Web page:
Large & Small Lake

A wooden two-story treehouse sits among a large area of trees with green and orange leaves
District
Lakes District
Style
Park-like, Scenic, Sweeping
Best Seasons to Visit
Winter, Spring, Summer, Autumn
Scale
15.4 Acres

Looking to decompress? Stroll by the Large and Small Lakes, where you’ll enjoy expansive views of rolling green lawns, midnight-blue water, and trees that reach for the sky. Treat yourself to a visit to this area of Longwood—breathe deeply, and find a moment or two of (very beautiful) serenity.

About This Garden

There is always something to stop and admire at the lakes, whether you’re walking by them on your way to Peirce’s Woods, the Italian Water Garden, or the Meadow Garden. The casual, park-like setting includes a wide range of horticultural offerings throughout the year. In the spring, banks of flowering trees, daffodils, and layered shades of chartreuse emerge, while summer encourages daylilies, deep green hues, and a chorus of birds. Fall foliage is a given, but what you might not expect is the painterly effect of the colors mirrored in the inky blue water. Winter brings quiet forms and misty mornings. 

Often used as a backdrop for art installations, the lakes have featured the works of Bruce Munro and Klip Collective, and are an annual setting for the lights of A Longwood Christmas. Not to be missed as you wander the surroundings: our Love Temple, a folly of the sweetest kind (and the site of many betrothals), which was added in 1967. Tucked into a grove of trees near the Large Lake is the Canopy Cathedral treehouse, which is often abuzz with the sounds of children.

A Bit Of History

George Washington Peirce inherited the farm and arboretum belonging to his father, Joshua, and uncle Samuel in 1851. While George shared his father’s passion for horticulture, the Industrial Revolution and the development of machines had afforded many families with something new: spare time. Additionally, public parks were gaining popularity across the country—New York City’s Central Park was established in 1858— and George was in favor of developing the area around the lake as a pleasure ground. He supplied the lake with rowboats and built rustic summer houses for visitors to enjoy as their children played in a nearby treehouse.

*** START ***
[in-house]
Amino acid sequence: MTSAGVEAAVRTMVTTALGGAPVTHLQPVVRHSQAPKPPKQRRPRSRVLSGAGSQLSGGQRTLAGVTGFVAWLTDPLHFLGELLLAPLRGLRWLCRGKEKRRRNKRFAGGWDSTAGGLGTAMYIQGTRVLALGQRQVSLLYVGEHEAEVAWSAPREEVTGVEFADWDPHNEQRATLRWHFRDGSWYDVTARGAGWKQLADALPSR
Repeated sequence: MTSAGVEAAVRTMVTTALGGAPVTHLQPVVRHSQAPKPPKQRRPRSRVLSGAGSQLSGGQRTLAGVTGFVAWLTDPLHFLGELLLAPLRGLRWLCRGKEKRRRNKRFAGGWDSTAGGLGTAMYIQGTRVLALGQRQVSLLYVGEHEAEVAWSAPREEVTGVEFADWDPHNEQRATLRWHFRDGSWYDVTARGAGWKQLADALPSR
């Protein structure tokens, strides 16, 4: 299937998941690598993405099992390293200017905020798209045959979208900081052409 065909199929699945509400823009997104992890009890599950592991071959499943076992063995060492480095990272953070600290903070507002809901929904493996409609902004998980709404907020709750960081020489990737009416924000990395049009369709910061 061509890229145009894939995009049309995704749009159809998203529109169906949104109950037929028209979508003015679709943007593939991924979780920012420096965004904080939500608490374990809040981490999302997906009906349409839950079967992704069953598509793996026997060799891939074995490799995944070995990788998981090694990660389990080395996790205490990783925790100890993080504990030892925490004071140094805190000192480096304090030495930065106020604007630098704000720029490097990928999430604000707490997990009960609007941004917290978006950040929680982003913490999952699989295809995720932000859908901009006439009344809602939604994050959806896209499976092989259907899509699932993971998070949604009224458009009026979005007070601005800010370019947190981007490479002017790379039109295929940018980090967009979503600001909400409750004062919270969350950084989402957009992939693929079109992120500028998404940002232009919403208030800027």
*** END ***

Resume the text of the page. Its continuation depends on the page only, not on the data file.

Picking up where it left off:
Historic photo of a large group of people gathered at the side of a small lake awaiting to go on rowboats
Boating Party, 1880s.

Unsurprisingly, the park became very popular, providing a meeting place for local organizations. In addition to all of this, he continued to care for the arboretum that his father and uncle had planted, amending the landscape and replacing specimens as needed. Following his death in 1880, George’s heirs kept the park open but did little to care for the arboretum, allowing the trees to deteriorate. After 200 years of ownership, the Peirce family sold the property. It changed hands three times, and then in July of 1906, Longwood’s founder Pierre S. du Pont (1870-1954) purchased the property to save the storied trees.

One of Pierre’s earliest projects after he purchased the farm was the restoration of the lakes. Both lakes were dredged to remove the overabundance of silt, and Pierre had a rustic style bathhouse installed with pathways leading to it as well. With his modest enhancements, he redefined a naturalistic setting abutting the woodlands.  At the beginning of the 20th century, the lakes were part of a private golf course used by Pierre and the Longwood staff. In fact, the 8th hole—a very challenging shot indeed—was located near the Large Lake.   

In 1967, a Love Temple was donated to Longwood Gardens. The stone and iron gazebo was sited at the southwestern edge of Large Lake and within a few years, a flagstone walk was installed to help visitors navigate the boggy areas nearby. In addition to offering a charming vista of the lake, the formality of the structure provided a pleasing visual contrast to the largely naturalistic setting. The temple was later replaced with a cast-stone reproduction and the paths and paving around and under the temple were reconfigured.

In 2008, in conjunction with Arbor Day, a spectacular display of grand treehouses debuted: Nature’s Castles. Canopy Cathedral, one of three houses designed for the installation, is an ornate two-story structure inspired by a Norwegian Stave Church. Designed by Peter Nelson of TreeHouse Workshop, Inc. in Seattle, it boasts an intricate glass façade and hand-carved fantastical creatures throughout its 400 square-feet. The treehouses were meant to live through Labor Day of the year they were constructed, but they proved so popular they remain here today.